Workplace stress is a normal occurrence and, in moderation, it can actually be a good thing. People who feel a healthy amount of stress experience a boost in energy and may be motivated to push through challenges. But when stress gets out of hand and employees can’t manage it, productivity suffers and morale wanes.
Today, employers may be unwittingly making it harder on their employees to manage stress: They may be allowing too many distractions in the workplace or overwhelming employees with heavy workloads. However, more and more companies also also investing in programs to improve their employees’ health and wellness to minimize workplace stress.
The 2016 Business of Healthy Employees survey from Virgin Pulse and Workforce found that one of the top well-being programs employers may adopt in the next few years is stress management. Employers can face this issue by helping their employees set wellness goals so they can better manage their stress and focus on their performance.
Here’s how to get a step ahead of workplace stress and encourage total employee well-being and growth:
1. Create a productive environment.
When employees feel that they can’t stay productive, they fall behind in their work. And the work environment can have a big impact on employees and their performance.
A Workplace Futures Team of Steelcase study of 10,500 workers in Europe, North America and Asia released in November 2014 found that employees surveyed said they got interrupted every 11 minutes. What’s most concerning was that it takes people up to 23 minutes to get back into FLOW -- a state of mind where someone is deeply engaged in one task.
So, design an office environment that is conducive to productivity and that minimizes distractions. It is very stressful when distractions are constantly cropping up. There is so much stimuli in the office that productivity suffers as a result and employees start to experience health problems.
The Workspace Futures study also found that 95 percent of the 10,500 workers surveyed said working privately was important to them, but only 41 percent said they could actually do so, and 31 percent had to leave their offices to get work completed. The solution? Equip employees with the tools they need by creating conference rooms and other open spaces for collaboration, and smaller, individual workspaces for those needing a break from the cubicle chatter.
Another issue in the workspace is the number of notifications. Emails, phone calls, text messages: All these demands for attention are hurting people’s health. An April 2015 study published in the Journal of Occupational Health Psychology coined the term “telepressure,” which is the human urge to quickly respond to emails and messages. Of the study's 303 participants, those who obsessed most over responding reported a poorer quality of sleep and missed more work due to health problems.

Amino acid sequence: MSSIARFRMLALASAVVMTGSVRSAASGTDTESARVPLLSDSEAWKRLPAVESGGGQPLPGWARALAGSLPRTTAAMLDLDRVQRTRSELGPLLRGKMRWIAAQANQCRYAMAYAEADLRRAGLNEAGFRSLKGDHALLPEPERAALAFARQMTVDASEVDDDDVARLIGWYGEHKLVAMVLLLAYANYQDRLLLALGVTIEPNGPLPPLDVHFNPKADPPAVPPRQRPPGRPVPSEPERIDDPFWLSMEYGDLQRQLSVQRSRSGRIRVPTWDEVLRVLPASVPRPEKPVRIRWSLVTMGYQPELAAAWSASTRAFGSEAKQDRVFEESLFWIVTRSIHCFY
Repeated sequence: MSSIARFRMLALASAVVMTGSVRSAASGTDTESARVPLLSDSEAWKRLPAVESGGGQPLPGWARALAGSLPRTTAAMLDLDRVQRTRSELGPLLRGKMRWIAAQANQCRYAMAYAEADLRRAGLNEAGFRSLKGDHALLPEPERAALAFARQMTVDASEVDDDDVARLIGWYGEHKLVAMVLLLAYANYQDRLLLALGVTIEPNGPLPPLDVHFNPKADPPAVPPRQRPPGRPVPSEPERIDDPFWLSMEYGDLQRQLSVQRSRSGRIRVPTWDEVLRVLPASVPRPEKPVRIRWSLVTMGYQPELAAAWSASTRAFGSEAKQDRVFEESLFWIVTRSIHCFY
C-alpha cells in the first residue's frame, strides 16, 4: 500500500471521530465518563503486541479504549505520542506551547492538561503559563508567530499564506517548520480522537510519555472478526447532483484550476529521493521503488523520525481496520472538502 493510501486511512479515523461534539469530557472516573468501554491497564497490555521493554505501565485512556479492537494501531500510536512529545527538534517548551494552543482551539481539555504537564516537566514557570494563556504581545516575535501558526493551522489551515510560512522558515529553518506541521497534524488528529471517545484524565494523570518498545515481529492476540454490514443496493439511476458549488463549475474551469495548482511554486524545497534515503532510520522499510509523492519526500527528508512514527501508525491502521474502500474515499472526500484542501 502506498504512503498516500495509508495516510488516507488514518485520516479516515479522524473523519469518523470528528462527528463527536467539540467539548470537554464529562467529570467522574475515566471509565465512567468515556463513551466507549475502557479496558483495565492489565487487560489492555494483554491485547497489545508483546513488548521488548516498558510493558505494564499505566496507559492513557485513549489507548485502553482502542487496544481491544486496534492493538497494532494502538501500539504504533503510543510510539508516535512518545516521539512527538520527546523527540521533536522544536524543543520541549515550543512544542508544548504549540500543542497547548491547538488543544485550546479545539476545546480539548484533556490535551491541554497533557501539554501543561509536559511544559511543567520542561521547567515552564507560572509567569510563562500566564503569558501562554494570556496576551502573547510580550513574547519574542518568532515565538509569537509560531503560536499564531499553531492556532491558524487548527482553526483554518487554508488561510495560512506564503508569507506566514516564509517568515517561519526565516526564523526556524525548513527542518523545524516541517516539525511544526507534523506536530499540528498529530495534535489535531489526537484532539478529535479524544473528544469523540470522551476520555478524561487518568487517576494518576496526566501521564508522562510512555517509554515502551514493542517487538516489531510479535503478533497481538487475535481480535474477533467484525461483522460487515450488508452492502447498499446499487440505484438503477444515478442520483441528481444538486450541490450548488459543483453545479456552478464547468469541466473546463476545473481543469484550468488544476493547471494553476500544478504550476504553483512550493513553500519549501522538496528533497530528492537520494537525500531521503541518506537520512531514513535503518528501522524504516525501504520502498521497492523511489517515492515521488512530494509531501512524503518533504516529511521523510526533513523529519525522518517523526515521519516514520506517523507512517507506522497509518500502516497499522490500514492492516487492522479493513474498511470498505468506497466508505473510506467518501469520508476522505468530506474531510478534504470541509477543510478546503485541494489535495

One of the most desirable wellness goals is to reduce this constant need for attention. Encourage employees to turn off notifications when they need to focus and get back into their flow mindset. Also, encourage them to personalize their workspaces so they can work in a more comfortable environment.
2. Align goals and manage workloads.
Employees undoubtedly feel the pressure of big workloads, so it’s important to give them some perspective. Use a talent management program to cascade goals and show employees how their work goals are structured -- how projects are assigned and allocated, who is responsible for what and where their efforts fit in.
Provide visuals so employees can see their progress toward achieving goals and hitting expectations. They can also see progress across the entire company and each department.
This is another important wellness goal to help employees set -- to better manage workloads by prioritizing. When they can identify their priorities and focus on what’s important, they are less pressured and feel more in control.
3. Encourage more balance.
Workers who sit at their desk all day, hunched over their computers downing energy drinks and coffee, are actually far less productive than they appear. Not to mention, their health is in trouble.
Train employees to learn how to single-task instead of multitask. Multitasking drains energy and leads to decreased sharpness. The constant switching back and forth makes employees less efficient and can cause stress and mental decline. Single-tasking on the other hand increases energy and focus.
Additionally, employees need to get away between tasks from time to time. Frequent breaks have been found to be beneficial. The Staples Business Advantage Workplace Index report found that 57 percent of employers and 64 percent of employees surveyed agreed that taking adequate breaks is a key factor to their overall productivity. They also agreed that burnout is a major factor that leads to poor productivity.
Rested and refocused employees are far more engaged in their work than those chained to their desk. Emphasize the importance of stepping away.
Employers can empower their employees by setting wellness goals that aim to help them with workplace stress management. This improves the health of the staff, the morale in the office and overall performance.